The United States is willing to give North Korea a few more days to meet its commitments after Pyongyang appeared to miss a deadline on Saturday to shut down a nuclear reactor, a senior U.S. official said.
Under a Feb. 13 multilateral deal, Pyongyang agreed to shut down its Soviet-era Yongbyon plant within 60 days but it seems it has not made good on that pledge because of millions of dollars frozen in North Korean accounts at a Macau bank.
North Korea has insisted the money be freed before it will comply with the agreement but the United States has said the funds have been unblocked and should no longer be an issue.
“Our patience is not infinite ... but we feel that given that the kind of unexpected complexities that did arise in connection with some of the banking issues that it’s probably prudent to give this thing a few more days,” a senior U.S. official who asked not to be identified told reporters.
North Korea said on Friday it would soon check whether it could access about $25 million in the accounts at Macau’s Banco Delta Asia, which were frozen after the United States said it suspected the bank of being involved in money laundering.
Still waiting on funds
Pyongyang, which conducted is first nuclear test in October, also said it remained committed to carry out the Feb. 13 denuclearization agreement “and will also move” when the money in the Macau bank was released.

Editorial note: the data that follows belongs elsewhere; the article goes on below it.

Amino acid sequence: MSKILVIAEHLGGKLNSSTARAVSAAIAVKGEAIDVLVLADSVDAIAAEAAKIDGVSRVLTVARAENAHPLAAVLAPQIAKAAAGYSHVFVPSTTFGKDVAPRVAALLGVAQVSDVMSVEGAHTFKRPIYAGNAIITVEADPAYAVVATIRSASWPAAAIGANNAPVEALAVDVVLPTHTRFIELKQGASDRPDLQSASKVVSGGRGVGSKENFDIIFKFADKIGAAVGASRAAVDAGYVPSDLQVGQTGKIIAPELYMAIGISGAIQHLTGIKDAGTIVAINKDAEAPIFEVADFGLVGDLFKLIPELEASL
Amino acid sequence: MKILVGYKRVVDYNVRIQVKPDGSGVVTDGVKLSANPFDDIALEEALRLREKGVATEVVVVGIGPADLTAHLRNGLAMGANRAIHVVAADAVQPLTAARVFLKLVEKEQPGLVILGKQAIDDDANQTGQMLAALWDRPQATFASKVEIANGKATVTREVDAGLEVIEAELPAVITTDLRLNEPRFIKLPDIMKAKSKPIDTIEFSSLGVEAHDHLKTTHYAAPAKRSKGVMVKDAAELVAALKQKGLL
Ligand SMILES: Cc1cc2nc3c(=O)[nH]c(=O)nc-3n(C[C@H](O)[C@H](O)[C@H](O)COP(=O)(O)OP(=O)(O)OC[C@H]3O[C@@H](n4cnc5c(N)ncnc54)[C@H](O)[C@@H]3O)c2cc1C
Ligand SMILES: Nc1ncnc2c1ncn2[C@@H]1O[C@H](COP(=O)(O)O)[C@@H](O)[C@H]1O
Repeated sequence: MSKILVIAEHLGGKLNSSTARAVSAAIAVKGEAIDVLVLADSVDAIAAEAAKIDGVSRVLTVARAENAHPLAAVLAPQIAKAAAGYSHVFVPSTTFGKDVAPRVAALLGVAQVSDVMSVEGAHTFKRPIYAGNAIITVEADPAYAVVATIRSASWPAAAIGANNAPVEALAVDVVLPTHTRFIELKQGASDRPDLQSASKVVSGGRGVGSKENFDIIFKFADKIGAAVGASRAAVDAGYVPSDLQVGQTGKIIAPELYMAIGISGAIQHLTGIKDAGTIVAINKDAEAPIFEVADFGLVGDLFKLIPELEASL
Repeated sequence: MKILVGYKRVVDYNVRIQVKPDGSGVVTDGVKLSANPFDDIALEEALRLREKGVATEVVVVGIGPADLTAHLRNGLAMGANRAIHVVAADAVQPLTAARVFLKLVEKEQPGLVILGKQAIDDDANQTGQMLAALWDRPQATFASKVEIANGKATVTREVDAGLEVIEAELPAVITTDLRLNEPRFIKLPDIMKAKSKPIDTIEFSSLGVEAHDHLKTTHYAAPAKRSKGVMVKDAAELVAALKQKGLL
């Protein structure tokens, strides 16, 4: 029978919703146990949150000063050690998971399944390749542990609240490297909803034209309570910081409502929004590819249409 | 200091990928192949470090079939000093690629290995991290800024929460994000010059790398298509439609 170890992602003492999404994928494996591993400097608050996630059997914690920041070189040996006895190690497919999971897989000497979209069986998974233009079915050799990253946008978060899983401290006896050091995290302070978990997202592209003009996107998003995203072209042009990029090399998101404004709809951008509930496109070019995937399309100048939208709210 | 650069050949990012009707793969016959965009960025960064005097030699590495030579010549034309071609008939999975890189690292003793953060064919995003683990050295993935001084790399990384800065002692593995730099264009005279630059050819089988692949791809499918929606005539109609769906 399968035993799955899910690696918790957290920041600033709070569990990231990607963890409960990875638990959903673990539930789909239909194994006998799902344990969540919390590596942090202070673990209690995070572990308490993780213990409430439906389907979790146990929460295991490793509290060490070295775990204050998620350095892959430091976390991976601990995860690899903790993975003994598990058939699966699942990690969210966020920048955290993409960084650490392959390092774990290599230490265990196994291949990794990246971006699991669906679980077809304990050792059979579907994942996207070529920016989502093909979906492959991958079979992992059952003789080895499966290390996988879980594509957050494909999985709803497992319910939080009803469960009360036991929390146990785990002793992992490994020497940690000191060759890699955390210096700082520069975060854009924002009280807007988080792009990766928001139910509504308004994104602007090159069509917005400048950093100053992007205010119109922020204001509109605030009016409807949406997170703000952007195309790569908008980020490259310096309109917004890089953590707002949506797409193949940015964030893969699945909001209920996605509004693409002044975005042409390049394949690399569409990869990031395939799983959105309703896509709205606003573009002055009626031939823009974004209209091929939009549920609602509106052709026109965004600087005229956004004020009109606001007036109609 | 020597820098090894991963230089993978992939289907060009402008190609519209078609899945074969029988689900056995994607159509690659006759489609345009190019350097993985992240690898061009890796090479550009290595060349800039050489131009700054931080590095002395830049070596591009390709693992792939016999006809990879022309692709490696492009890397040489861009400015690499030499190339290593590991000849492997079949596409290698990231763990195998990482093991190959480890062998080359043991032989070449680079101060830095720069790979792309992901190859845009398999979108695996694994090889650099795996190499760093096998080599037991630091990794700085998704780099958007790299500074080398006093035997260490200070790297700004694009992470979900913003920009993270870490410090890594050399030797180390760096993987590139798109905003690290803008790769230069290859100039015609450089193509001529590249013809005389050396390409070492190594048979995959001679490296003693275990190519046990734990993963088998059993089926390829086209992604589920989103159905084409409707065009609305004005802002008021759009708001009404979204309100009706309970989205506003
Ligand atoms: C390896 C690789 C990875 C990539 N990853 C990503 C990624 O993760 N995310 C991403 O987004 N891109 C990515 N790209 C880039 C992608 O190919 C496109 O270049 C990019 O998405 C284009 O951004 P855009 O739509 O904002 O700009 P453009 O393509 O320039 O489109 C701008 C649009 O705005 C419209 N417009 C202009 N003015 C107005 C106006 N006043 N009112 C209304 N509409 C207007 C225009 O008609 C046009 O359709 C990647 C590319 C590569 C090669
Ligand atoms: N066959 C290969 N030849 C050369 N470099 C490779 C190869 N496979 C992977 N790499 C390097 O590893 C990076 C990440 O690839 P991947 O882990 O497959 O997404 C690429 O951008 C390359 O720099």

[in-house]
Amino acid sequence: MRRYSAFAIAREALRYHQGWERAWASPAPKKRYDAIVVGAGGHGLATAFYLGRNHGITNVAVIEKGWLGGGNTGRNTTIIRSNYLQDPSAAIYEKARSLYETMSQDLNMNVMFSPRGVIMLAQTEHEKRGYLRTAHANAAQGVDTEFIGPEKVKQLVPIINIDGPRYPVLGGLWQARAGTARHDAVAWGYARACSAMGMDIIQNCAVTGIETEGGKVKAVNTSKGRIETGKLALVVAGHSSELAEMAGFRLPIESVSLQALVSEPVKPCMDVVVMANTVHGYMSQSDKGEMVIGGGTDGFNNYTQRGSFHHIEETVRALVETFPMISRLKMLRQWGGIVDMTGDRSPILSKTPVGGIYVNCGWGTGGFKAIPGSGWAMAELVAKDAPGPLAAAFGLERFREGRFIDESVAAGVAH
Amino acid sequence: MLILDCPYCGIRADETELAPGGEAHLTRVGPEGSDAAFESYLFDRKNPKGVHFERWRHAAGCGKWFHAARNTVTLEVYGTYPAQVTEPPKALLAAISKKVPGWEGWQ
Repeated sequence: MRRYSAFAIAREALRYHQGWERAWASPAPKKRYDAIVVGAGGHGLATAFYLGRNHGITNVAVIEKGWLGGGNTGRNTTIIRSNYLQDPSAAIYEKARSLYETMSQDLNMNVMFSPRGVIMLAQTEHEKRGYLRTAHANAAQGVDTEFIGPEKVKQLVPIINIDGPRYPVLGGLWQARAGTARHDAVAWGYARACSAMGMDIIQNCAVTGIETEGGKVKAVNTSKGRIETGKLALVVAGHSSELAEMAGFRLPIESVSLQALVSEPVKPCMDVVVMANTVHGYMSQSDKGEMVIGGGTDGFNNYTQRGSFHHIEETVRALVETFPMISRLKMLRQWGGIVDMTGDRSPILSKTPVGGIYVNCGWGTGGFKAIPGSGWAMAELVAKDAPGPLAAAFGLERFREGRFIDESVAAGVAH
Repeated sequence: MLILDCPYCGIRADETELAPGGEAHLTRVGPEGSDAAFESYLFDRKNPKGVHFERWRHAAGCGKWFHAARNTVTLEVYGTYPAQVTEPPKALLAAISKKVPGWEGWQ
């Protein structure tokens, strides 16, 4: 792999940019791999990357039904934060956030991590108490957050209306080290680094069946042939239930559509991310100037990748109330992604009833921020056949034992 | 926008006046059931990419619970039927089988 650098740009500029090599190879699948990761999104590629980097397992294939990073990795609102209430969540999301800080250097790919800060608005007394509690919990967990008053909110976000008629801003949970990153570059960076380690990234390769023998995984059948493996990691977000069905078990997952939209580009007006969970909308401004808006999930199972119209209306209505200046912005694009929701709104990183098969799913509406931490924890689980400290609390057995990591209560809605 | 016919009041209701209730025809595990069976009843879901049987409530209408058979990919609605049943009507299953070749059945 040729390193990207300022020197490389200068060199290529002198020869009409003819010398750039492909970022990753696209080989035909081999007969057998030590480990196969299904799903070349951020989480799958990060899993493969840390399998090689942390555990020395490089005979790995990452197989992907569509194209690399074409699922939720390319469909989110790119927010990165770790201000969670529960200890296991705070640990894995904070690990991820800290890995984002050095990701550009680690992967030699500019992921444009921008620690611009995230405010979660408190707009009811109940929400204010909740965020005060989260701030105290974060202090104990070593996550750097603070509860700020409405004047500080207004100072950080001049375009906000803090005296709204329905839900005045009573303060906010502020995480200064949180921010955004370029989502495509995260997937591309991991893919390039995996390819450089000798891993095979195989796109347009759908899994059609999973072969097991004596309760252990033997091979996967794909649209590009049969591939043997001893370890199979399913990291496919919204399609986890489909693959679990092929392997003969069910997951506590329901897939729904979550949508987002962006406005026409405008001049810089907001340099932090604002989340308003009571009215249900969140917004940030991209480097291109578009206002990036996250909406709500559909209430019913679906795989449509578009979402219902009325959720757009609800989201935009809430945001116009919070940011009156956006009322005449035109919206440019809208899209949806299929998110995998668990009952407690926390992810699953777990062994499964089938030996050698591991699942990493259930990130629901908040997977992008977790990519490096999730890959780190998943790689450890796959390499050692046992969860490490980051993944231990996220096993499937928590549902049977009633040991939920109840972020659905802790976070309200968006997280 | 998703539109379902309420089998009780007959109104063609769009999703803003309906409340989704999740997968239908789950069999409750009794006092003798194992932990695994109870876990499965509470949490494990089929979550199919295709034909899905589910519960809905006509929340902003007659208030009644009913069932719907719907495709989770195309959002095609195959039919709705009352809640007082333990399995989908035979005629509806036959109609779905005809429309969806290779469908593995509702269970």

“It is time now for the DPRK to make its move so that all of us can move forward,” the U.S. State Department said in a written statement, referring to the country by its official name, the Democratic People’s Republic of Korea.
The statement said North Korea must immediately invite back International Atomic Energy Agency nuclear inspectors and begin shutting down Yongbyon to get energy aid promised under the February 13 deal.
“It remains for the DPRK ... to realize fully its commitments ... by inviting back the IAEA immediately to begin shutting and sealing the Yongbyon nuclear facility,” State Department spokesman Sean McCormack said in the statement.
McCormack said that would allow other nations to provide North Korea with the equivalent of 50,000 tons of heavy fuel oil as promised under the agreement among the two Koreas, China, Japan, Russia and the United States.
That deal called for it to shut down the Yongbyon plant by Saturday as a first step toward ending its nuclear program.
It was unclear whether North Korea had to complete shutting down the reactor to get the fuel oil or if simply starting the process might yield the energy payoff.
North Korea’s apparent failure to meet the deadline exposes the Bush administration to criticism, particularly from fellow conservatives, that it has been outmaneuvered by Pyongyang.
“The Chinese wanted us to show some patience for a couple of more days. There’s a sense that the communication lines are open and the North Koreans understand the fact that these accounts are accessible to them,” Assistant Secretary of State Chris Hill said before the U.S. statement was issued.
The top U.S. negotiator with North Korea also said he hoped for a resumption of six-party talks by the end of the month.
Hill said there had been a big diplomatic push to end the crisis. “We’d like to see a similar level of effort from the DPRK -- a level of effort that, frankly, we haven’t been seeing,” Hill said.